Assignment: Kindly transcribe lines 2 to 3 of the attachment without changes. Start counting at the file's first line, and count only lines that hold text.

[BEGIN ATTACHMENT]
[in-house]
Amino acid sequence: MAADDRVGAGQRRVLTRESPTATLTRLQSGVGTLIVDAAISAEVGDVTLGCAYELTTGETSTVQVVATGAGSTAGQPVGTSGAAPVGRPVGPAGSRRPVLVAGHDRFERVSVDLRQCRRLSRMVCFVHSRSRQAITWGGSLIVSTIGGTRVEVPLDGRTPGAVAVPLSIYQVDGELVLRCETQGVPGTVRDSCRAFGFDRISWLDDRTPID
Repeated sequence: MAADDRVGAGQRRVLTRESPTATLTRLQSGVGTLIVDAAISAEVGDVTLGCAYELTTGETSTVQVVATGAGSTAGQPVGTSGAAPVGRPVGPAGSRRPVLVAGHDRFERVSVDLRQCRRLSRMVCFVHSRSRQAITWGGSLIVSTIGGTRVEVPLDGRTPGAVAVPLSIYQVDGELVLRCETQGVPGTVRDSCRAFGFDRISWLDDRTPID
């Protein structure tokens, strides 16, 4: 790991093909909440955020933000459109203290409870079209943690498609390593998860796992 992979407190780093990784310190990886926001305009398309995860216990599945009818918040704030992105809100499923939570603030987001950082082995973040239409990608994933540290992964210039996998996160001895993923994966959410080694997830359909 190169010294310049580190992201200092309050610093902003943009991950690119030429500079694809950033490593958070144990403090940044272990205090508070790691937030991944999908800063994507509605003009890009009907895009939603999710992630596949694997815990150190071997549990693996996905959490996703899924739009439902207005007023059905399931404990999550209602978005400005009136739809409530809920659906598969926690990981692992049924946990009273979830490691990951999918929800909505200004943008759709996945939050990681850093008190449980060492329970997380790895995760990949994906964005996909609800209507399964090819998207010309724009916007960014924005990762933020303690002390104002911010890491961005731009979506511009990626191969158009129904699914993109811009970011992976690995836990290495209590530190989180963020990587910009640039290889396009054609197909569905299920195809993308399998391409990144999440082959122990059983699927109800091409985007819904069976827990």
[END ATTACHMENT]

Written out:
Amino acid sequence: MAADDRVGAGQRRVLTRESPTATLTRLQSGVGTLIVDAAISAEVGDVTLGCAYELTTGETSTVQVVATGAGSTAGQPVGTSGAAPVGRPVGPAGSRRPVLVAGHDRFERVSVDLRQCRRLSRMVCFVHSRSRQAITWGGSLIVSTIGGTRVEVPLDGRTPGAVAVPLSIYQVDGELVLRCETQGVPGTVRDSCRAFGFDRISWLDDRTPID
Repeated sequence: MAADDRVGAGQRRVLTRESPTATLTRLQSGVGTLIVDAAISAEVGDVTLGCAYELTTGETSTVQVVATGAGSTAGQPVGTSGAAPVGRPVGPAGSRRPVLVAGHDRFERVSVDLRQCRRLSRMVCFVHSRSRQAITWGGSLIVSTIGGTRVEVPLDGRTPGAVAVPLSIYQVDGELVLRCETQGVPGTVRDSCRAFGFDRISWLDDRTPID